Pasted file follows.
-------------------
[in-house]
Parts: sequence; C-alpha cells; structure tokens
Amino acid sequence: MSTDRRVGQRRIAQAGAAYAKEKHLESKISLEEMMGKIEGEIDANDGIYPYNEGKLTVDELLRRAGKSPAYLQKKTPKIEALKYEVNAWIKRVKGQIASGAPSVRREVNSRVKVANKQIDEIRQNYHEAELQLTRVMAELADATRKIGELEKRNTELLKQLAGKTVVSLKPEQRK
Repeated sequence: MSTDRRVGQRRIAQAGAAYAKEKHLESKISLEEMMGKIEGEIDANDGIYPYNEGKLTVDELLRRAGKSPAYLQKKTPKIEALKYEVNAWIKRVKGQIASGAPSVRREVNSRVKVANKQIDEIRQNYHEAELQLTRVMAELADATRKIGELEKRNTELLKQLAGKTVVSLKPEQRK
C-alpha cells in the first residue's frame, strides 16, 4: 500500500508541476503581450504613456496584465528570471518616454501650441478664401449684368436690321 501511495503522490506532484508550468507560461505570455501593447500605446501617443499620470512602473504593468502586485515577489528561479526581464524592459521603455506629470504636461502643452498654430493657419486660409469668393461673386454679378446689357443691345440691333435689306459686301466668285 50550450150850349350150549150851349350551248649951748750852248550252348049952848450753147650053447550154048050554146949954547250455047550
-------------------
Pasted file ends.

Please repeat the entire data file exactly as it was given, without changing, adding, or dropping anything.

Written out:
[in-house]
Parts: sequence; C-alpha cells; structure tokens
Amino acid sequence: MSTDRRVGQRRIAQAGAAYAKEKHLESKISLEEMMGKIEGEIDANDGIYPYNEGKLTVDELLRRAGKSPAYLQKKTPKIEALKYEVNAWIKRVKGQIASGAPSVRREVNSRVKVANKQIDEIRQNYHEAELQLTRVMAELADATRKIGELEKRNTELLKQLAGKTVVSLKPEQRK
Repeated sequence: MSTDRRVGQRRIAQAGAAYAKEKHLESKISLEEMMGKIEGEIDANDGIYPYNEGKLTVDELLRRAGKSPAYLQKKTPKIEALKYEVNAWIKRVKGQIASGAPSVRREVNSRVKVANKQIDEIRQNYHEAELQLTRVMAELADATRKIGELEKRNTELLKQLAGKTVVSLKPEQRK
C-alpha cells in the first residue's frame, strides 16, 4: 500500500508541476503581450504613456496584465528570471518616454501650441478664401449684368436690321 501511495503522490506532484508550468507560461505570455501593447500605446501617443499620470512602473504593468502586485515577489528561479526581464524592459521603455506629470504636461502643452498654430493657419486660409469668393461673386454679378446689357443691345440691333435689306459686301466668285 50550450150850349350150549150851349350551248649951748750852248550252348049952848450753147650053447550154048050554146949954547250455047550